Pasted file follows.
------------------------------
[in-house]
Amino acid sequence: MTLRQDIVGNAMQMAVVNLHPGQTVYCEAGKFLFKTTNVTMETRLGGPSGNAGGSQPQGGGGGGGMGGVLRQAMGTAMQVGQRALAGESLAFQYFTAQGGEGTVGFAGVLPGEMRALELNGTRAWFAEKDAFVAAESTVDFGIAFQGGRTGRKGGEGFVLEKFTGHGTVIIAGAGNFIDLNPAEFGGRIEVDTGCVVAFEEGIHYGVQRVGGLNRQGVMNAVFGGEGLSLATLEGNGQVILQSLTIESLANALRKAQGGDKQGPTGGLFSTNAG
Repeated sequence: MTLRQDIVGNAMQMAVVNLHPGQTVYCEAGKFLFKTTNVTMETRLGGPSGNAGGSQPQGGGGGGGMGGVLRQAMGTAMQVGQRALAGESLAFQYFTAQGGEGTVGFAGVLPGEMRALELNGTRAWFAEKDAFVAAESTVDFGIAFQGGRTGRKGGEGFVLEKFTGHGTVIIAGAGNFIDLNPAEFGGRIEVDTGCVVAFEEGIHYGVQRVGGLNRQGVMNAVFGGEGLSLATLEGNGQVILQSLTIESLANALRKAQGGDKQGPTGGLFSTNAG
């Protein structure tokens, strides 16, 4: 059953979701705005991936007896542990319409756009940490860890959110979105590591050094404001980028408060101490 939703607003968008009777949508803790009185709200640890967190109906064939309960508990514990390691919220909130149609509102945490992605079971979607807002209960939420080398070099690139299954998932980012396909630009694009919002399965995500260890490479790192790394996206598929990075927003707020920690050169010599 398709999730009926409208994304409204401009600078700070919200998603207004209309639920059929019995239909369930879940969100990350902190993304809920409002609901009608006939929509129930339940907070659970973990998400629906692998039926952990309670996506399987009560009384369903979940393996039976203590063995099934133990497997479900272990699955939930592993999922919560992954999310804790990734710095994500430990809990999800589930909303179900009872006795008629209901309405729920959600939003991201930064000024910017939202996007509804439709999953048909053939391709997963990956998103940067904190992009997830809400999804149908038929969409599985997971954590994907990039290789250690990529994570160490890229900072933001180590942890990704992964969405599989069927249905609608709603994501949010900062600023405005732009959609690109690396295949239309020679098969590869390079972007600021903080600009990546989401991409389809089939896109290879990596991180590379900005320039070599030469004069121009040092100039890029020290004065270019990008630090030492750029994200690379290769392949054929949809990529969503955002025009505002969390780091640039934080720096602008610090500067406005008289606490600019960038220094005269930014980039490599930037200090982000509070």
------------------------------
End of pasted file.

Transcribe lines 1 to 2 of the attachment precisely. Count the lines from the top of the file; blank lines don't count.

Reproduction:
[in-house]
Amino acid sequence: MTLRQDIVGNAMQMAVVNLHPGQTVYCEAGKFLFKTTNVTMETRLGGPSGNAGGSQPQGGGGGGGMGGVLRQAMGTAMQVGQRALAGESLAFQYFTAQGGEGTVGFAGVLPGEMRALELNGTRAWFAEKDAFVAAESTVDFGIAFQGGRTGRKGGEGFVLEKFTGHGTVIIAGAGNFIDLNPAEFGGRIEVDTGCVVAFEEGIHYGVQRVGGLNRQGVMNAVFGGEGLSLATLEGNGQVILQSLTIESLANALRKAQGGDKQGPTGGLFSTNAG